Space mirrors could be one way to cool Earth, a new UN report claims

A new UN report actually seriously considers deploying giant space mirrors to reflect sunlight and help lessen the impact of rising global temperatures.
Christopher McFadden
Would giant space mirrors be a good idea?


A report from the United Nations says that to meet climate goals, it might be necessary to set up big mirrors that reflect sunlight into space.

One of the radical ideas the UN Environment Programme put forward to stop a climate emergency is solar radiation modification (SRM), also called solar geoengineering. This comes in light of other efforts by some researchers to release hundreds of grams of sulfur dioxide into the stratosphere from balloons to produce a similar cooling effect.

“SRM is the only known approach that could be used to cool the Earth within a few years,” the report, compiled by an expert panel of climate scientists, stated.

“Climate model simulations consistently show that SRM could offset some of the effects of increasing greenhouse gases on global and regional climate, including carbon and water cycles, but there could be substantial residual or overcompensating climate change at the regional scales,” it concluded.

The report concluded that additional research is required to comprehend geoengineering technologies' environmental and social effects. Injecting large aerosols into the upper atmosphere to block out the sun was one of the other technologies mentioned in the report.

It's not the first time space mirrors have been suggested to lessen the worst effects of climate change. Andrew Yang, a former candidate for president of the United States, devised a plan to fix the planet in 2019.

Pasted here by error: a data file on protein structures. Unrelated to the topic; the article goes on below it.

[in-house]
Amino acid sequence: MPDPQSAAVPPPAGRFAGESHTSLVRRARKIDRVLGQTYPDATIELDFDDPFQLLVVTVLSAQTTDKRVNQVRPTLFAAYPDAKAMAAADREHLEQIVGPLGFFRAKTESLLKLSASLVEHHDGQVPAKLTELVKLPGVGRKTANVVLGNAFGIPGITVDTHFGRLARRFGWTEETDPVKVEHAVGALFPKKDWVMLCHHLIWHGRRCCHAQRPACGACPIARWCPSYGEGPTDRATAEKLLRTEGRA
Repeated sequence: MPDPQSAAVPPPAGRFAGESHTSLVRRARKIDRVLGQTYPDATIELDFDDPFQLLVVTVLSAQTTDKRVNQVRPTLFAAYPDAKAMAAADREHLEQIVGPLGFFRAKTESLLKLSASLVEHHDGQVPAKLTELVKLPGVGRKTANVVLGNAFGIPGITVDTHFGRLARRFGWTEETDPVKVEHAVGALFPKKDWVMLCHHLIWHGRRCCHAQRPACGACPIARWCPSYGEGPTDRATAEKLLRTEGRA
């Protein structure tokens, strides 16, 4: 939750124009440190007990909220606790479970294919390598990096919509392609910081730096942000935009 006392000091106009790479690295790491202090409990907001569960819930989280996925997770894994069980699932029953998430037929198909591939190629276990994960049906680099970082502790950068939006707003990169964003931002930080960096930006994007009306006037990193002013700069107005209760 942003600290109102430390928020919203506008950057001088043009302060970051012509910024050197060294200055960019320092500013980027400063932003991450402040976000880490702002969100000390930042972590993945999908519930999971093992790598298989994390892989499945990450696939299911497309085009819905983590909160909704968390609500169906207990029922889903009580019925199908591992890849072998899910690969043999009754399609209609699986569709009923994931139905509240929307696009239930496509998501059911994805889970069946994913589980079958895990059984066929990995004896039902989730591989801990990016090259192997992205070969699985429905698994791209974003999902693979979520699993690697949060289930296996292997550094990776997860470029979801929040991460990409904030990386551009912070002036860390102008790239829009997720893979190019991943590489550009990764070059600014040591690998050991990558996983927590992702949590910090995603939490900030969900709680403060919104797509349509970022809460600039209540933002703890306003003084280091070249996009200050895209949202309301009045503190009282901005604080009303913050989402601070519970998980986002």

His plan to put huge, foldable space mirrors in orbit would cost $4.86 quadrillion and take about twenty years to implement. The United Nations said that the world's efforts to cut greenhouse gas emissions are not on track to meet the 1.5°C goal set by the Paris Agreement.

The head of the United Nations Environment Programme, Inger Andersen, said that SRM shouldn't be seen as a replacement for current goals to cut emissions. “It does not remove carbon from the atmosphere. Nor will SRM improve the environment or tackle the root causes of climate change,” she said.

“Our best bet for a prosperous and equitable future remains [to put] in the unavoidable hard work to achieve climate stability by reducing greenhouse gas emissions, to create a pollution-free planet and societies that live in harmony with nature.”

However, other scientists warn that such mirrors would only address one aspect of climate change—the warming caused by solar radiation. Other effects of greenhouse gas emissions, like making the oceans more acidic, would still happen. So, depending only on space mirrors could make it harder to reduce greenhouse gas emissions.

Deploying giant space mirrors could have unintended consequences for the Earth's climate system. For example, mirrors could change how clouds, rain, and wind move, affecting the weather and climate on a local, regional, or global scale.